The hook is the most devastating punch in boxing. It travels the shortest distance from the start to endpoint, is quick and explosive, and transfers weight and momentum seamlessly. It’s also very hard to telegraph if executed with enough speed and velocity, and with the right technique.
It’s one of the first punches you learn in the boxing gym when you first take up boxing, and a basic punch that should be in everyone’s arsenal.
But don’t just throw your hooks straight up. Learn to diversify them, make them dynamic, and hard to read. Elite fighters at the higher levels of the sport have the ability to telegraph and anticipate punches. You want your hooks to be complex as much as they are effective.
After you’ve got the hook fundamentals down, it’s time to evolve your technique and try a few hook variations and combinations. The more weapons you have in your repertoire, the more dangerous you become as a boxer-puncher.
Want to take your hook game to the next level? We’ve put together a handful of things you can try in the gym.
Today, Evolve Daily shares five techniques to diversify your hooks.
1) Initiate With The Lead Hook
The lead hook is boxing’s most devastating weapon and its most powerful punch. When used in the correct manner, it’s swift and thunderous, with the ability to score instant knockouts on opponents who don’t see it coming.
If you initiate with the lead hook, your opponents will have a hard time telling when it’s going to come. There’s no set up because it doesn’t require one. It can be thrown on its own because it’s short and compact.
To initiate with the lead hook effectively, however, you will need to employ a consistent jab with the occasional jab feint. This will keep opponents anticipating the jab, and guarding against it. When they least expect it, that’s when you unleash the lead hook which is meant to wrap around your opponent’s glove guard.
The lead hook is capable of doing major damage if landed clean. It’s one of the best punches to have in your playbook.
2) Flash Check Hook
The check hook is another great hook technique that is perhaps even more powerful than the lead hook. The reason for that is because it uses an opponent’s own momentum against him.
With the check hook, you will want to catch your opponents in the middle of their combinations, tagging them with a sledgehammer fired from the hip as they come within range. They will be too busy with their own attack, that oftentimes they neglect to defend against what is essentially a counter hook that comes at the worst possible time.
An opponent’s forward momentum amplifies the damage of the check hook, making it one of the most devastating punches in boxing. This technique has been used greatly by some of boxing’s biggest legends, such as Roy Jones Jr., Manny Pacquiao, and Floyd Mayweather Jr.
The next time your opponent is coming at you with a furious combination, take a quick step back and unleash the check hook.
3) Double Up Hook
What’s even better than a powerful hook? Well, two powerful hooks, or even more.
Doubling up on the hook is a lost art. But once you’re able to pinpoint its specific rhythm, and learn how you can integrate it into your offense, it’s one of the most effective hooking techniques you can employ.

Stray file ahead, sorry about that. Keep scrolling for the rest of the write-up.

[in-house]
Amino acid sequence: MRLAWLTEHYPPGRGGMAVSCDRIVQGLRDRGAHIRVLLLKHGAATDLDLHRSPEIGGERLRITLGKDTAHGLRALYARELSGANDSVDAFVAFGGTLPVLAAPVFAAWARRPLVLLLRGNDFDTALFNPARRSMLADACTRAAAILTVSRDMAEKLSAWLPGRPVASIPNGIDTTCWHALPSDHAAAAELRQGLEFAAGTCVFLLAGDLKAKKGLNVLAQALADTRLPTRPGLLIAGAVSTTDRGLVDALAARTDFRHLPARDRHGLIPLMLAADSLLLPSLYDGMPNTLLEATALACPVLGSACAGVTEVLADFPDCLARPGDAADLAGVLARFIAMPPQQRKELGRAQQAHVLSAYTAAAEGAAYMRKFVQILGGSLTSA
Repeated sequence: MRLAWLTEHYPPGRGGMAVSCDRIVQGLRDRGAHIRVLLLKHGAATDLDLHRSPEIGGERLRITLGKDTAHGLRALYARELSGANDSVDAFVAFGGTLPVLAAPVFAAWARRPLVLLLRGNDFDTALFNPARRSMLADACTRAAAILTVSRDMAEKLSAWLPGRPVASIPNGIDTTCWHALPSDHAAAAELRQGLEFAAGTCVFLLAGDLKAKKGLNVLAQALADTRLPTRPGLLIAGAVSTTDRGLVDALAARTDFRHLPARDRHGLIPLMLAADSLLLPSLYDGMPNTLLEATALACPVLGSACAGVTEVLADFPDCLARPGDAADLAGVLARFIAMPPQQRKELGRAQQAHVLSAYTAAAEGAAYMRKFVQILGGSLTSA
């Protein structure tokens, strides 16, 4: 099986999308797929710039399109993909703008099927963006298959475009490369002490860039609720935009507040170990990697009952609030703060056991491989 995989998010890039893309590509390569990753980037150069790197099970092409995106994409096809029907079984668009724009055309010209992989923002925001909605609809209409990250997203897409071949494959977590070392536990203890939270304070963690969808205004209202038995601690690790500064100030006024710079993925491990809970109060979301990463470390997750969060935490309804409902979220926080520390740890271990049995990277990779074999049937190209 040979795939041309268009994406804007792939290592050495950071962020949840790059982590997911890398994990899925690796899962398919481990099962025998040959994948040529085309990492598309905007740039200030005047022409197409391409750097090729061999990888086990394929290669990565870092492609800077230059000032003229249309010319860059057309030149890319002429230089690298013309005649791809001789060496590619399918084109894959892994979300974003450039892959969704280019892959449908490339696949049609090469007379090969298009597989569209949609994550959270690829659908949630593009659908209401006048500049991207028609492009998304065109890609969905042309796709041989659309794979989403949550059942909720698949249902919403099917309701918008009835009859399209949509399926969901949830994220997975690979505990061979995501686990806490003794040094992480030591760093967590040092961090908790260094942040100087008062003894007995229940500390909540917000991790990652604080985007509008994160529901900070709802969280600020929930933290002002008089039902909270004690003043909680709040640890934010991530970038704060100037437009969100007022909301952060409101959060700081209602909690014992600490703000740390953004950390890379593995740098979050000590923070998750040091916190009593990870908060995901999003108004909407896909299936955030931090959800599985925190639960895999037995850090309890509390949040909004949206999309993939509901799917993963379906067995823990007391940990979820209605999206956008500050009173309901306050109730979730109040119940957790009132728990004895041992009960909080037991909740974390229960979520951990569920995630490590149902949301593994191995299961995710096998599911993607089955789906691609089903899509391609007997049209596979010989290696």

Ideally, you will want to throw two rapid-fire hooks in immediate succession, going to both the head and the body. Mixing it up increases the probability of landing clean, and also keeps opponents guessing. Throwing hook combinations also gives your opponents more to worry about, as opposed to simply defending against single punches.
Some fighters can even throw three or more hooks with blazing speed. It’s a skill honed tirelessly in the gym. But once you become a natural with it, hooks are a great technique to have in the toolbox.
Finish your combinations off with an uppercut for good measure.
4) Break Through The Guard With The Shovel Hook
Against a pesky glove guard, you need to turn to the shovel hook to break through. The shovel hook is a technique with great power, and a great connection rate due to its unorthodox angle. It’s effectively a cross between a textbook hook and an uppercut, and is thrown at a 45-degree angle.
When defensive opponents bring their guards up, it can become very difficult to penetrate and land clean down the middle. The only way to break through this guard is if you offer your foe different looks. One way to do this is by attacking in angles.
The shovel hook gives you the ability to circumvent your opponent’s defenses by attacking from an off-angle, unorthodox position.
Thrown lower than a normal hook, the shovel hook aims at connecting either square on an opponent’s jaw, or to the solar plexus.
Speed and head movement are two essential ingredients to a great shovel hook. The faster and more explosive the punch is, the more damage it does when it lands. Usually set up with an initial combination to loosen up an opponent’s glove guard, the shovel hook can land with immense force. It’s also a punch that is very hard to telegraph.
5) Counter Hook
Last but not least, the counter hook is a great punch to utilize because it allows you to throw the hook like a check hook, when your opponent is moving forward with his combination. Against a particularly aggressive opponent, you will want to defend against the oncoming attack, but just as he’s pulling back, throw the hook on his way out.
Sometimes they catch it, sometimes they don’t. The trick is to throw the hook in rhythm, so you decrease the chances of getting countered yourself. It’s a low-risk counter that you can throw sporadically.
Hooks are great to counter with because they are short and powerful, and can be thrown on instinct.
The next time your opponent finishes executing his combination, thank him with a nice hook to the temple.
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